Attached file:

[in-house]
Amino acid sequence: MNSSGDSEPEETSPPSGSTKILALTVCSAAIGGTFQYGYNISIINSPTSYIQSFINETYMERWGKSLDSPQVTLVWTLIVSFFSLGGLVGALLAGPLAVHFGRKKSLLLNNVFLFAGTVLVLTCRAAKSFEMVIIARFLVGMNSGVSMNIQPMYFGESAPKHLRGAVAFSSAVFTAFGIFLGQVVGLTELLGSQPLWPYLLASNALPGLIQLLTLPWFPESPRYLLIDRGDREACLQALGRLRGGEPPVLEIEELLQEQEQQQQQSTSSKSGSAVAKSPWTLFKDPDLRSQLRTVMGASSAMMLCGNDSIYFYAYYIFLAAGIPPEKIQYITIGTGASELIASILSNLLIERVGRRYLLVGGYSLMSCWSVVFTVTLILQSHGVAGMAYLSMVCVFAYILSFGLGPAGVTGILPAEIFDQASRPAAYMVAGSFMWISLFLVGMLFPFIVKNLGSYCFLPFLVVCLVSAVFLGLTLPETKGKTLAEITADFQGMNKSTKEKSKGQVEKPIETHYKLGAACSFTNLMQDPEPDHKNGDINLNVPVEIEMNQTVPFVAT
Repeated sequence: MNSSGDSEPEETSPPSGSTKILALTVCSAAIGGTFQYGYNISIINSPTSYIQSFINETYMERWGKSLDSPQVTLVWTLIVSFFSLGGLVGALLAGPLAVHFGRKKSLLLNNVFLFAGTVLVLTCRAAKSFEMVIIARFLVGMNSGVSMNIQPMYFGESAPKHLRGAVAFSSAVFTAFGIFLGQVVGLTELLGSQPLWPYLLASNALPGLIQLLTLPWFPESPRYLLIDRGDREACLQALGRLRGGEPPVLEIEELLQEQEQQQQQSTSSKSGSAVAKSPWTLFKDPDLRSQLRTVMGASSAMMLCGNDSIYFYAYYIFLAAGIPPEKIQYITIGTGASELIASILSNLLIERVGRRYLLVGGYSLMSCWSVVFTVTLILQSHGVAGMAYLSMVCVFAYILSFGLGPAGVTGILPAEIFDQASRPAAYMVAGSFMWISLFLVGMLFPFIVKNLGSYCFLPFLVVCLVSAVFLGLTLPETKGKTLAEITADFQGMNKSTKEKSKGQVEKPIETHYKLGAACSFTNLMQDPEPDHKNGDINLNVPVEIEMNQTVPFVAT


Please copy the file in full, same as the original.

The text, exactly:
[in-house]
Amino acid sequence: MNSSGDSEPEETSPPSGSTKILALTVCSAAIGGTFQYGYNISIINSPTSYIQSFINETYMERWGKSLDSPQVTLVWTLIVSFFSLGGLVGALLAGPLAVHFGRKKSLLLNNVFLFAGTVLVLTCRAAKSFEMVIIARFLVGMNSGVSMNIQPMYFGESAPKHLRGAVAFSSAVFTAFGIFLGQVVGLTELLGSQPLWPYLLASNALPGLIQLLTLPWFPESPRYLLIDRGDREACLQALGRLRGGEPPVLEIEELLQEQEQQQQQSTSSKSGSAVAKSPWTLFKDPDLRSQLRTVMGASSAMMLCGNDSIYFYAYYIFLAAGIPPEKIQYITIGTGASELIASILSNLLIERVGRRYLLVGGYSLMSCWSVVFTVTLILQSHGVAGMAYLSMVCVFAYILSFGLGPAGVTGILPAEIFDQASRPAAYMVAGSFMWISLFLVGMLFPFIVKNLGSYCFLPFLVVCLVSAVFLGLTLPETKGKTLAEITADFQGMNKSTKEKSKGQVEKPIETHYKLGAACSFTNLMQDPEPDHKNGDINLNVPVEIEMNQTVPFVAT
Repeated sequence: MNSSGDSEPEETSPPSGSTKILALTVCSAAIGGTFQYGYNISIINSPTSYIQSFINETYMERWGKSLDSPQVTLVWTLIVSFFSLGGLVGALLAGPLAVHFGRKKSLLLNNVFLFAGTVLVLTCRAAKSFEMVIIARFLVGMNSGVSMNIQPMYFGESAPKHLRGAVAFSSAVFTAFGIFLGQVVGLTELLGSQPLWPYLLASNALPGLIQLLTLPWFPESPRYLLIDRGDREACLQALGRLRGGEPPVLEIEELLQEQEQQQQQSTSSKSGSAVAKSPWTLFKDPDLRSQLRTVMGASSAMMLCGNDSIYFYAYYIFLAAGIPPEKIQYITIGTGASELIASILSNLLIERVGRRYLLVGGYSLMSCWSVVFTVTLILQSHGVAGMAYLSMVCVFAYILSFGLGPAGVTGILPAEIFDQASRPAAYMVAGSFMWISLFLVGMLFPFIVKNLGSYCFLPFLVVCLVSAVFLGLTLPETKGKTLAEITADFQGMNKSTKEKSKGQVEKPIETHYKLGAACSFTNLMQDPEPDHKNGDINLNVPVEIEMNQTVPFVAT